Local man, Kieran, one of many availing of the Dove House initiative to support those who are isolated and lonely

Majella Stewart and her colleagues at the Well Fair Project at Dove House, regularly deal with people living in Derry who have not made it beyond their front doors in years.

Friday, 29th April 2016, 1:00 pm
Kieran pictured at his Culdaff Gardens, Creggan home this week with Majella Stewart (Dove House). DER1716MC005

The project was set up in 2013 in response to research carried out locally which suggested that there were a lot of isolated people in the Triax area (Bogside, Brandywell, Creggan and Fountain).

These are people who do not engage and are cut off from society. As a result they often suffer from a range of physical and mental health problems as well as financial distress when they had not claimed their proper benefit entitlement.

Kieran, from Creggan, is one of the people whose life has been changed thanks to the staff at the project.

In a three tiered approach, staff deliver education sessions, benefit advice and advocacy and lend a listening ear and befriending service.

For Kieran - who suffers from a range of health problems and is registed disabled - having that support has made a huge difference to his every day existence.

“I wouldn’t get through a lot of it without the girls down there,” said Kieran. He’s referring to the filling out forms and his regular visits from the staff at the Well Fair Project.

“They come in and do some work. You look forward to the visits. You look forward to having somebody to chat to. It can get very lonely,” added Kieran.

He said staff at the project had helped him with a number of issues.

“Even if I ring them and it’s something that isn’t even their job, they’ll always try to help,” he aid. “I’d be lost without them. They’re just very good people.”

Kieran is one of the people who staff are now regularly in contact with but there are many in the city who remain isolated and cut off from the world around them.

“There are people who are living totally reclusive lives,” noted Well Fair Information Officer, Majella.

“People may not think this kind of thing happens in their city, or their street, but it does. We want to make contact with and support people who do not leave their homes.”

Kathleen Bradley, the Well Fair Project co-ordinator said the aim of the project is specific.

“This service aims to catch people who fall through other safety nets. There are plenty of other groups who work with older people, but we have to acknowledge that not everyone is falling into that safety net. We’re here to engage with them.”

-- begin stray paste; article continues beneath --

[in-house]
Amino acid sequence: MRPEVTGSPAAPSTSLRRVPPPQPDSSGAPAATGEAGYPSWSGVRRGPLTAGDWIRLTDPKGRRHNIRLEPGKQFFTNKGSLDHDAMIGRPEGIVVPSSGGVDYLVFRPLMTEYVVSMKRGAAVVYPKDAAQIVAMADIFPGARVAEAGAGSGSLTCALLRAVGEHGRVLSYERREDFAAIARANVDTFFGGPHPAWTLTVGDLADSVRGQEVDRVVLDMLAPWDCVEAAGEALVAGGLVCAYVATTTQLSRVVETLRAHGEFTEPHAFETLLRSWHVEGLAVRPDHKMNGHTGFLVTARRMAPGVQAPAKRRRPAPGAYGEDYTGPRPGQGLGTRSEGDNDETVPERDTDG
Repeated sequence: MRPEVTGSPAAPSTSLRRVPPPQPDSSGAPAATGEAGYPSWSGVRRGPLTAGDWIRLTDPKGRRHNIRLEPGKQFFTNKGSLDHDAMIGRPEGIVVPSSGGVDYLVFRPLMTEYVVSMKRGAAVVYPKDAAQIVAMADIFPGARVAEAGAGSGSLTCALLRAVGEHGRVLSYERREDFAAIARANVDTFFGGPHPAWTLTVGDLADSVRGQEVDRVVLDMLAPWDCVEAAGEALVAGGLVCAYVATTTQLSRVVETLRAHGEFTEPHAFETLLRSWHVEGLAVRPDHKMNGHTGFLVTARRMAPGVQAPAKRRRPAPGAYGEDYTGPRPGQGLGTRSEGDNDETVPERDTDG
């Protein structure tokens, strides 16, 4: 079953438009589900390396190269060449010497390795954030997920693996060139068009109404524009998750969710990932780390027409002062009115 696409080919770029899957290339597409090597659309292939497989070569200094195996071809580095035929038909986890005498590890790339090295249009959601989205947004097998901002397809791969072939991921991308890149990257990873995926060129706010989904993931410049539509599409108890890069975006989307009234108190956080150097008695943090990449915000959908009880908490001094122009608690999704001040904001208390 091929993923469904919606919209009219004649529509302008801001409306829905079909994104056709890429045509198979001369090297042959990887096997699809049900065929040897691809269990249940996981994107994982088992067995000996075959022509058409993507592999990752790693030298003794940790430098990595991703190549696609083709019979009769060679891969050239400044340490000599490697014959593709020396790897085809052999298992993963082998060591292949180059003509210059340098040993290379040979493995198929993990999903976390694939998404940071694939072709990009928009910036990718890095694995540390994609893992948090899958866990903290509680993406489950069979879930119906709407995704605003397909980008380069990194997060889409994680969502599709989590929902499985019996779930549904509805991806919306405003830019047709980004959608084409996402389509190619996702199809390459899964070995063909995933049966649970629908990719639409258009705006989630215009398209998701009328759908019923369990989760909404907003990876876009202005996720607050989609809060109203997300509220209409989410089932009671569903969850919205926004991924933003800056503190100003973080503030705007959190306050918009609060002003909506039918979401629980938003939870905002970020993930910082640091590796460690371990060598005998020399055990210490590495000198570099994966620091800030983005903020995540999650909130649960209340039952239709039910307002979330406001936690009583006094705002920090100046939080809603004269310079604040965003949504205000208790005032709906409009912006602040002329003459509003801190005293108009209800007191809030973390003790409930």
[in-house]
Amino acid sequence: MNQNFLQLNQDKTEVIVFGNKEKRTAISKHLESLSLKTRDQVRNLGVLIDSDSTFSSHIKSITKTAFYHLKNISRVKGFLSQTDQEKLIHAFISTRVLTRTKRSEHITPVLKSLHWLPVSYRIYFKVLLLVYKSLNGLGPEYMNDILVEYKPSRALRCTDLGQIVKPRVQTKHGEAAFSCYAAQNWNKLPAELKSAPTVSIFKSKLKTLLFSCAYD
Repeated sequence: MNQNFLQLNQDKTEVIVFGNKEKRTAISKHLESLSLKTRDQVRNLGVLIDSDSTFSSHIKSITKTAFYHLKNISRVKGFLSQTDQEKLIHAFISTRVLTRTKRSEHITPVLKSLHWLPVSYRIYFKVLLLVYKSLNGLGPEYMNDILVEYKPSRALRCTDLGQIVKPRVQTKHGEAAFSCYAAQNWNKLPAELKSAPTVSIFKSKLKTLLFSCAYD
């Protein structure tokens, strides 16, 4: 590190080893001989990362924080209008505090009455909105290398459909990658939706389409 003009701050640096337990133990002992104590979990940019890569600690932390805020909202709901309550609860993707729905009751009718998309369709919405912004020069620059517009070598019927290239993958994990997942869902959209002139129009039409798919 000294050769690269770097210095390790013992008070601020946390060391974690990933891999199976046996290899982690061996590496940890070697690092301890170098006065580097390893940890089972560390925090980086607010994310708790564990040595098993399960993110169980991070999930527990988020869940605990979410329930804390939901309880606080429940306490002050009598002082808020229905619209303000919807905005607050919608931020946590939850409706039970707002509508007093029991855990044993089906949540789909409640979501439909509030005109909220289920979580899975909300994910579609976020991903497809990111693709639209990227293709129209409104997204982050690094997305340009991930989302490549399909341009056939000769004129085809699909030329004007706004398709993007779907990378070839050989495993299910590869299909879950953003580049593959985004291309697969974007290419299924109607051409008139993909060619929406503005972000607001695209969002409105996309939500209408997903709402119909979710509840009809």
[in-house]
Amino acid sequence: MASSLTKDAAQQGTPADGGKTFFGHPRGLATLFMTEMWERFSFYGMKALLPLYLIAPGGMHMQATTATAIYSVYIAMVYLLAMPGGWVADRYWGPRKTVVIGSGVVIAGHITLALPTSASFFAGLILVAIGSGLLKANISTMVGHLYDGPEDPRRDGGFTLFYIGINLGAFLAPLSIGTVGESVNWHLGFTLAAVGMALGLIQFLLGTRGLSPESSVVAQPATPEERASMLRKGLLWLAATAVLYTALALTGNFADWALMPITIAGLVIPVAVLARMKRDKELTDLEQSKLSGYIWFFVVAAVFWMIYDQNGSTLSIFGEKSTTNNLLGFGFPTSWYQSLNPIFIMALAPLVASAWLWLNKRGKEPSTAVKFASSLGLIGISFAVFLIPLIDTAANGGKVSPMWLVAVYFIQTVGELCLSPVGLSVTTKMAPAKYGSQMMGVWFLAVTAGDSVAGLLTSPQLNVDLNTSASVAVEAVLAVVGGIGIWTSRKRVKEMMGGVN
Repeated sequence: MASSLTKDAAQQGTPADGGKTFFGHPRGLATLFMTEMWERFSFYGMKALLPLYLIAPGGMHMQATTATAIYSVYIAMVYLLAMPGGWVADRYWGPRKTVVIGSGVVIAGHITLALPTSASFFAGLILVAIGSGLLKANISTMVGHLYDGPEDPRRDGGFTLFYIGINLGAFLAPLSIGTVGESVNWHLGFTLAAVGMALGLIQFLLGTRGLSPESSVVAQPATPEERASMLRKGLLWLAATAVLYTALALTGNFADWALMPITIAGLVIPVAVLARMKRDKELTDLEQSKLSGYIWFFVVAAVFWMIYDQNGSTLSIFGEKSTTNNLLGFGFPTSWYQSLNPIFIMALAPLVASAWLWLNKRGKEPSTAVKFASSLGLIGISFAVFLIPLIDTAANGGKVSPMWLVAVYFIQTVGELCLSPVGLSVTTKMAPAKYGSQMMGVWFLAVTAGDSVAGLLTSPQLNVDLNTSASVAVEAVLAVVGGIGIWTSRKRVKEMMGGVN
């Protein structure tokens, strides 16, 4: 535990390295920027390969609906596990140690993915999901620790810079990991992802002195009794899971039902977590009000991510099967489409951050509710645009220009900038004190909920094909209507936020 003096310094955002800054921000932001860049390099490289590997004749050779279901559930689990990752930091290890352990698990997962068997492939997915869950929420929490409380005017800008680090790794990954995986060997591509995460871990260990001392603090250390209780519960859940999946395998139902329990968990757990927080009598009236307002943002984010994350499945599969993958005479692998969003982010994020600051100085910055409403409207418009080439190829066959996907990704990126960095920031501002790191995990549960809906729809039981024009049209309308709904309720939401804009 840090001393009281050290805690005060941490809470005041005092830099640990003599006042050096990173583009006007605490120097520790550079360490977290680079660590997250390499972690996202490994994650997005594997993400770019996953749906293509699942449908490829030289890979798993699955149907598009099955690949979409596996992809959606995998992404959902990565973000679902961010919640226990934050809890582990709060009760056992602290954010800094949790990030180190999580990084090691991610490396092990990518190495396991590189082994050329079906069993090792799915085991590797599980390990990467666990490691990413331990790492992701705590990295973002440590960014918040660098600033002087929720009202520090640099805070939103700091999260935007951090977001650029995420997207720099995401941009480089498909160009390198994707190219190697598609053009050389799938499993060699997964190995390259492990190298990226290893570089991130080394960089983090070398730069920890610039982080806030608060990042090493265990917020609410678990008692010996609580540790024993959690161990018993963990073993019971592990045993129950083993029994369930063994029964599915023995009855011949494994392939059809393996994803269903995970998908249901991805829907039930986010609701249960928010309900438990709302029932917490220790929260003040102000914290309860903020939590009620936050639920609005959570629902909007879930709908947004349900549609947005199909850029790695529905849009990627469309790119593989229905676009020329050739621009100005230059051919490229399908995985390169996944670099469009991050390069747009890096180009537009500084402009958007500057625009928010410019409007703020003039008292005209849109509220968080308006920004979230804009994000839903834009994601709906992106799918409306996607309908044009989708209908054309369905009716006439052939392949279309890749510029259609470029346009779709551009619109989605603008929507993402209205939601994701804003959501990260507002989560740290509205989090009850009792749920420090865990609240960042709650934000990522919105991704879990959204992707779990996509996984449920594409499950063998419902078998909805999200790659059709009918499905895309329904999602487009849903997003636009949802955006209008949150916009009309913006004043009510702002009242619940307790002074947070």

The befriending service offered as part of the Well Fair Project is unique. The volunteers are all aged 60 and over.

“We wanted that because people often respond better to people from their own peer group,” said Majella. “We are the only project who do that and we know that older people respond better to that kind of approach.”


Another key element of the project is the delivery of education programmes.

“Falls Prevention is a big one,” continued Majella. “In most cases, when older people are admitted to hospital it is because of a fall. That in itself has a big impact, it leaves people feeling even more vulnerable when they go home again. Their mental health is affected just as much as their physical health.”

Among the other education areas focused on are home safety and bogus callers.

Integral to the Well Fair Project is Colleen Doherty, Advice and Adovcacy Officer.

Colleen advises those people who are approached by the project on their financial entitlements. In the first three months of 2016, the project was responsible for claiming £122,570 for clients who had not claimed the benefits they were entitled too.

Financial barriers are also a major contributory factor to older people becoming isolated, claimed Kathleen.

“Those on lower incomes are instantly more restricted in the way they live their lives.”

Colleen points to the fact that people from an older generation may not feel they should be applying for benefits.

“Many of these people have worked their entire lives. They’ve never applied for anything and they don’t know where to start so they just don’t.”

Kathleen criticises the bureacracy which surrounds the application process. This fact alone, she said, was adding to the isolation of many people locally.

“There is one form which is over 40 pages long. Accessibility is a major issue. And when someone isn’t able to access that basic entitlement - be it their blue badge, bus pass or pension credit - that immediately restricts them.”

A combination of financial pressure, poor physical and mental health are often the catalysts which lead to individuals becoming totally isolated and as a result, more vulnerable.

While the Well Fair Project has made a positive difference to the lives of many people living locally, Majella believes there are more people who continue to live their lives completely cut off from the world around them.

While the majority of referrals come via Social Services, she insisted that anyone in the local community who feels there may be someone who is vulnerable and potentially isolated should contact the project.

She’s also appealing for new volunteers for the befriending service.

“We need people in the 60 plus age bracket and those who do, will find it very worthwhile. If anyone feels they might be interested they can contact us here at Dove House.”

For further information about the Well Fair Project, contact Majella Stewart at Dove House on 028 71 269327.